be placed in a non distracting area.

Week Two


Loose Leash Walking
Loose Leash Walking is one of the most important things you can teach your dog. You’ll both
enjoy walks more once you’ve mastered this skill. Remember, this is not heeling. Heeling is
much more controlled and good to use when you’re in a crowded situation. Loose Leash
Walking is for everyday walks. There are a couple of steps involved in teaching Loose Leash
Part 1 -Teach your dog to stand nicely without pulling on the leash.
Have a few bite size treats ready
Relax and hold the leash against your body
Reward your dog for being calm and paying attention
If he pulls out to the end of the leash, don’t move and don’t try to reel him back in
Wait for your dog to return to you
When he does, reward him
Now you’re ready to move on to:
Part 2 – Taking your first step.
Say “Dog’s name, Let’s Go” and take a step
If your dog dashes out to the end of the leash, STOP and WAIT
When he returns to you, start over
Your dog will learn that by not pulling, the walk continues; this is called a life reward.
Instead of using a treat, continuing the walk is the reward
Practice every time you go for a walk
Sit for Greeting
Dogs will jump on you for many reasons. Remember, this is normal dog behavior. However, it’s
your job to teach him an alternative behavior.
In order to discourage the jumping you may have to change some of your own behavior. For
example, when you come home and your dog greets you at the door by jumping all over you,
what do you do? Do you reach down and pet him? You could be inadvertently teaching your dog
that it’s okay to jump on you when you come in the front door. In th is situat ion, by petting your:dog
you are rewarding him for jumping (petting is the reward). Rather than pet your dog when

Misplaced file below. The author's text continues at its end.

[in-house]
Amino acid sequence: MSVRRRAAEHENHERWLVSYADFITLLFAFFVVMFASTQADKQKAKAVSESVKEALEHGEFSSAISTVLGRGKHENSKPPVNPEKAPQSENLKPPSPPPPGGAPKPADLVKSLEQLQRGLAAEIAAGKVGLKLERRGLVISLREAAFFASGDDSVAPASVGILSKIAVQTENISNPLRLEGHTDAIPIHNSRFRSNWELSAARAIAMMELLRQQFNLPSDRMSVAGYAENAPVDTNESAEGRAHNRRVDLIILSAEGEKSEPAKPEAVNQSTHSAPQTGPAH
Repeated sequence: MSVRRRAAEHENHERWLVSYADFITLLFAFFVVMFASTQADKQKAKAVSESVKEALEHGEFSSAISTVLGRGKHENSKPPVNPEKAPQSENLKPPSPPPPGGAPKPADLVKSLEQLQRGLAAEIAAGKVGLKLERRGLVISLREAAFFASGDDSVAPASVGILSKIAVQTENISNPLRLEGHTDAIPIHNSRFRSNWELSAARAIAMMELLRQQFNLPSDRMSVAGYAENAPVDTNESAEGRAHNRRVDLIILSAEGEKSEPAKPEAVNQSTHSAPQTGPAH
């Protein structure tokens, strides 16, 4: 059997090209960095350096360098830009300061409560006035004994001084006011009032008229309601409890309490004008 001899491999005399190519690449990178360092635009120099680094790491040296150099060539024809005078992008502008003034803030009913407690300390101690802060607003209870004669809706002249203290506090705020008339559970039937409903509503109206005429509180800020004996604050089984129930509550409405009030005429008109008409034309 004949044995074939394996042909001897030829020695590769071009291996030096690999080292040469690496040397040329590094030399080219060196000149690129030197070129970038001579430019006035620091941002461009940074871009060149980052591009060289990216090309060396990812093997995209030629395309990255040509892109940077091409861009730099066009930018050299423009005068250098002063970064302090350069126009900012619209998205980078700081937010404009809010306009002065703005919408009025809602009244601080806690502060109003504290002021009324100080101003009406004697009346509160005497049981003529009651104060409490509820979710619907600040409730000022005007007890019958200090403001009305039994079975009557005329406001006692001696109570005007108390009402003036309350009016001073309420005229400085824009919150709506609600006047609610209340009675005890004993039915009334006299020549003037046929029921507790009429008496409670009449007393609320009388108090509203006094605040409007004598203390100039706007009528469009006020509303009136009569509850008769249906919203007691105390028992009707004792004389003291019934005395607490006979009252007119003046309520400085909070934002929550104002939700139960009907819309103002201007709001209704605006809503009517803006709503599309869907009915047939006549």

you come home, ask him to sit, then pet him. If he gets up, stop petting him and walk away. After
doing this a few times, your dog will learn that he only gets your attention when he is sitting nicely.
Never use your dog’s collar to hold him down. Also, do not “knee” him in the chest, step on
his paws, or pinch his front feet to discourage jumping. This will only cause your dog to fear you
coming home. And remember, don’t allow visitors or anyone else to pet him unless all four paws
are on the floor.


Week Three


Teaching your dog to lie down will help you prevent some unwanted behaviors. If your dog
is in a down position he cannot jump on you or your guests. It also helps your dog to relax
when he is overly excited. You’ll use the same luring method you used when teaching Sit.
Teaching your dog to lie down will help you prevent some unwanted behaviors. If your dog
is in a down position he cannot jump on you or your guests. It also helps your dog to relax
when he is overly excited.
Start with your dog in the Sit position
Hold a treat between your thumb and forefinger with your palm facing the floor
Keep the treat close to your dog’s nose
Slowly, lower your hand to the floor -your dog’s head should follow your hand
Move your hand around the outside of your dog’s body toward his rear end -this will cause
his head to follow your hand around, resulting in his body sliding into a down position
Mark/click when your dog is completely in the down position
Reward the behavior, then give the release word
Down can be difficult for some dogs. You may need to break this down into smaller steps. If
your dog doesn’t lie down, you can do what we call shaping the behavior. This means
mastering one portion of the behavior at a time.
Follow steps one through four
Mark the behavior when your dog lowers his head
Once he is consistently lowering his head, stop marking/rewarding that behavior
Now, lure his head around the side of his body and mark/reward that behavior
Continue along these lines until your dog is completely in a down position You may have to
break the steps down even smaller. Remember to be patient and your dog will soon master this
Take It & Leave It
It’s important to teach your dog what he can and cannot put in his mouth. Start slowly and set
your dog up for success.
Put a small treat in your hand
If your dog tries to grab the treat, close your hand and say, “Leave It”
Once your dog stops grabbing for your hand, open your hand and offer him the treat while
saying, “Take It”
When you get to a point that your dog waits for you to say “Take It,” you can increase the
Drop a treat on the floor
If your dog goes for it before getting permission, cover the treat with your foot while saying,
“Leave It”